I recommend watching another Ekahau webinar I presented on Real-world Wi-Fi Data Rates vs Throughput:

It covers the fundamentals around SNR and MCS rates, and illustrates how you can simulate the impacts of channel widths in your environment using Ekahau Site Survey.

Monitoring Data Rates

There are multiple methods of monitoring the data rates your wireless clients are experiencing from the wireless LAN infrastructure side.  If you’re a Mac user then you should get onto a series of excellent Wi-Fi tools created by Adrian Granados (@adriangranados) which you can find over at his website.  These include WiFi Explorer (live scanning and analysis of Wi-Fi beacons), Airtool (Wi-Fi packet capture), and WiFi Signal.

WiFi Signal allows you to monitor various metrics and statistics of your current Wi-Fi connection including frequency, channel, channel width, signal strength, noise, SNR, data rate, and MCS Index.  It is fully customisable and sits in your toolbar and provides live updates of the connection.  I like to set mine to show MCS, RSSI, and SNR so I can gauge the quality of the connection over time.  You can expand the view to see further details.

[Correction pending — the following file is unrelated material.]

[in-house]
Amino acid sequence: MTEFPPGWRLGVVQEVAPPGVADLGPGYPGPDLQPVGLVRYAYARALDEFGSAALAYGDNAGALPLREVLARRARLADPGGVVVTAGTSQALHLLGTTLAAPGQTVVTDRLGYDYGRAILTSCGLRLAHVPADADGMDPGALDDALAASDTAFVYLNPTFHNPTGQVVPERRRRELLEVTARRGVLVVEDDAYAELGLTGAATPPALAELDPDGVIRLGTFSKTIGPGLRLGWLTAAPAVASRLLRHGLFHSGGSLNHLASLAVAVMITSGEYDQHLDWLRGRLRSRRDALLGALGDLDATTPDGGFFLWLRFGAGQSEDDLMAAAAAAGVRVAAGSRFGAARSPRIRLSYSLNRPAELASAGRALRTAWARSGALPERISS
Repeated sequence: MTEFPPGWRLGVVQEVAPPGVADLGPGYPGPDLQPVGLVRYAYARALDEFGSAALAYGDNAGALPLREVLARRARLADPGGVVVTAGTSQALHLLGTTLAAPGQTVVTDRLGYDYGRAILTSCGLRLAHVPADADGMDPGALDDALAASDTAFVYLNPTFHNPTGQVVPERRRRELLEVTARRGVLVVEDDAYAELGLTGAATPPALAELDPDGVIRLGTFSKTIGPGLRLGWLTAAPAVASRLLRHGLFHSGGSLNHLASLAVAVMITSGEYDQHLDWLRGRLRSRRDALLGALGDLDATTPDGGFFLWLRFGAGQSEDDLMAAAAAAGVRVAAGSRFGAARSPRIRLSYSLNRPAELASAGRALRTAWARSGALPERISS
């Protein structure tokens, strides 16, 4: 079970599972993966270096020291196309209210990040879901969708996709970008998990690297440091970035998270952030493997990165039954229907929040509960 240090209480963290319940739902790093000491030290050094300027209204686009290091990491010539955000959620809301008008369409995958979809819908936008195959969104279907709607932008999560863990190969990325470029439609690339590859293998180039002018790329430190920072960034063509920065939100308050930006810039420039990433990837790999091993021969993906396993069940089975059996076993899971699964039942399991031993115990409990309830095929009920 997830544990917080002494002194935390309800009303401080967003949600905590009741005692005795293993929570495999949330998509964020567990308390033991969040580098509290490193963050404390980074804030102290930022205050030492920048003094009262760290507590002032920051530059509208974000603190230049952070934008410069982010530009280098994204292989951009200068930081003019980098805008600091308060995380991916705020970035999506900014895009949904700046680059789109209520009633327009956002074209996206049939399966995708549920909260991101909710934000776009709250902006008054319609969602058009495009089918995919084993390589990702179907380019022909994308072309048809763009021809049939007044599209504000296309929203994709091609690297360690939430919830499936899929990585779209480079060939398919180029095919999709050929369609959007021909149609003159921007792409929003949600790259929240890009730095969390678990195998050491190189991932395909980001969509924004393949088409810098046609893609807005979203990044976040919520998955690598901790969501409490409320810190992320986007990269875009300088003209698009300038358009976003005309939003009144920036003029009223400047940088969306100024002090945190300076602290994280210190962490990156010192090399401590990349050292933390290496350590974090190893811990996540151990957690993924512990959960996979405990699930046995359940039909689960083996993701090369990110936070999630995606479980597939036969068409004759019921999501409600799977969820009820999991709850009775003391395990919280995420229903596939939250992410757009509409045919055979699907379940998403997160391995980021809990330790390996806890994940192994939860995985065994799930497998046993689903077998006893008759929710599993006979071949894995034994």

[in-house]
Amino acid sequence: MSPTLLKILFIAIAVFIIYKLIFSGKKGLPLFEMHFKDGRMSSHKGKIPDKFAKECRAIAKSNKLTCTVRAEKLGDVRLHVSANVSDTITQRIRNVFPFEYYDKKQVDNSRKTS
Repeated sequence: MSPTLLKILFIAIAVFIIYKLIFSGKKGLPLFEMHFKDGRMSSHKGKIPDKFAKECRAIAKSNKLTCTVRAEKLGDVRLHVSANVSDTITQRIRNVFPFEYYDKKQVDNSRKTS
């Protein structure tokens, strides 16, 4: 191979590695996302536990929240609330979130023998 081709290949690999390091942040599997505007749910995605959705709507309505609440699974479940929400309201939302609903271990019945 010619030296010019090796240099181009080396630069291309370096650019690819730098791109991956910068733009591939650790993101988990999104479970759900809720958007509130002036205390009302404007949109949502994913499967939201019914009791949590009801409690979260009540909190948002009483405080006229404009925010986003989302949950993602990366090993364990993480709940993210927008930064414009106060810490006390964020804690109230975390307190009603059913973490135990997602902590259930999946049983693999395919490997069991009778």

If you are using channel widths wider than 20MHz, please make sure the usage is justified and won’t negatively impact your wireless client’s performance.

With 802.11ax around the corner, SNR is going to be even more critical when you’re attempting to achieve 1024QAM modulation and understand different characteristics of how the 802.11ax PHY operates (OFDMA/resource units/subcarriers & tones).  It is best to be prepared now with the understanding of how SNR influences these elements, and how SNR is impacted in today’s Wi-Fi environments.

Keep an eye out in the wireless community for new and updated information around 802.11ax, and also check out the resources I posted here:


6 thoughts

  1. Nice article, but you two things are not really consistent.
    You mention that each time you double the channel BW you add 3dB to the noise floor, right? And then, this table contradicts that statement – lets take the first row, MCS0, and calculate the Noise. (N=RSSI-minSNR) -82-2=-84, -79-5=-84, -76-8=-84, -73-11=-84. All of the noise values and up at -84dBm.
    So, which one is true?

    Liked by 1 person

    1. Hi Karol,

      Excellent question – and great observation!
      As Keith mentions in his page that I link to: “Note, these are not ‘absolute’ numbers – but an amalgamation of data from a variety of sources.”